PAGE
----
Frank and Marc you need to do the same thing with the weaponized math. Capt dandruff is just waiting to jack it.
     

    Halfnutz

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    Ted is not only intelligent, but a true gentleman. I was fortunate to shoot next to him. When I ran into difficulty, he was a voice of calm. "Slow down. Calm down. Deal with it. Work the fundementals." Not a direct quote but it's the gist of it.

    I think "Jackmaster" has put a ton of time into this. Its solid information. His work is what will take those who use it to the next level.

    Thanks Ted, Frank and Marc for the work that you do. Much appreciated.
     

    TangoM

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    Jan 22, 2013
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    Back in the 2014 I got kinda similar wind roses from one scandinavian sniper. He said they got it from Ruag.
    Screenshot_20201111-110422_OneDrive.jpg
    This one I made for 7,62×51 mm M80 round (147 grains if I’m not wrong).
    So basicaly its almost the same. In grey area we have a wind speed in m/s. Around it we have corrections in clicks or if you divide it from 10, it will be in mils.
    In the center shooter can insert they DOPE for that distance and on top you have corrections for none even distances and temperature.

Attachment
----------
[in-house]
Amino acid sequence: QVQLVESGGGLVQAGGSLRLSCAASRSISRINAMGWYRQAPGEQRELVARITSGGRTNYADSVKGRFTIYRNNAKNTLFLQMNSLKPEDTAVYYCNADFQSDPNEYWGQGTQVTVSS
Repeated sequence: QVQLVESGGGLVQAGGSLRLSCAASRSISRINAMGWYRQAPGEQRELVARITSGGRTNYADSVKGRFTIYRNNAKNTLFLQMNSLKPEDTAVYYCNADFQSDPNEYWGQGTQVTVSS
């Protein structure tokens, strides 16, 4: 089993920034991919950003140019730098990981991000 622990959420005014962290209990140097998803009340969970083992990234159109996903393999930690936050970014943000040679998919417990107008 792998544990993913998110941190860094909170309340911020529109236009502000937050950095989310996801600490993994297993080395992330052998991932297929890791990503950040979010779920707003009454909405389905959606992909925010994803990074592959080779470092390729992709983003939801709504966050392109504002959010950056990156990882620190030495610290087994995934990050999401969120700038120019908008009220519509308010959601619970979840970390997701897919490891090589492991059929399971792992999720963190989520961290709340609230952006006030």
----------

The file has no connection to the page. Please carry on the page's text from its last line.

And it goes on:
Its kinda handy for new marksmen training.
     
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    milanuk

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  • Mar 23, 2002
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    HP shooters have had versions of this for years (probably got it from the military). Usually it is something handed down for a particular ammo, unless one makes their own (made my own in Excel about 10 years ago). This is by far one of the nicest versions - and definitely the best presentation & explanation - that I've ever seen. Very cool 👍
     

    Jack Master

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    Back in the 2014 I got kinda similar wind roses from one scandinavian sniper. He said they got it from Ruag.
    View attachment 7468611
    This one I made for 7,62×51 mm M80 round (147 grains if I’m not wrong).
    So basicaly its almost the same. In grey area we have a wind speed in m/s. Around it we have corrections in clicks or if you divide it from 10, it will be in mils.
    In the shooter can insert they DOPE for that distance and on top you have corrections for none even distances and temperature.
    Its kinda handy for new marksmen training.
    Thanks for sharing!
    I looked at these when I was making the corrected wind rose. I didn't like this idea because it only works for one rifle at these distances. Plus it was not broken into enough angles to get accurate holds. I understand they work, they were just to narrow and could not be applied across many platforms. Even in this one rifle, If you change bullet, powder or even elevation you're back at square 1 making new data that only works for 4 yardages. I just wasn't a fan.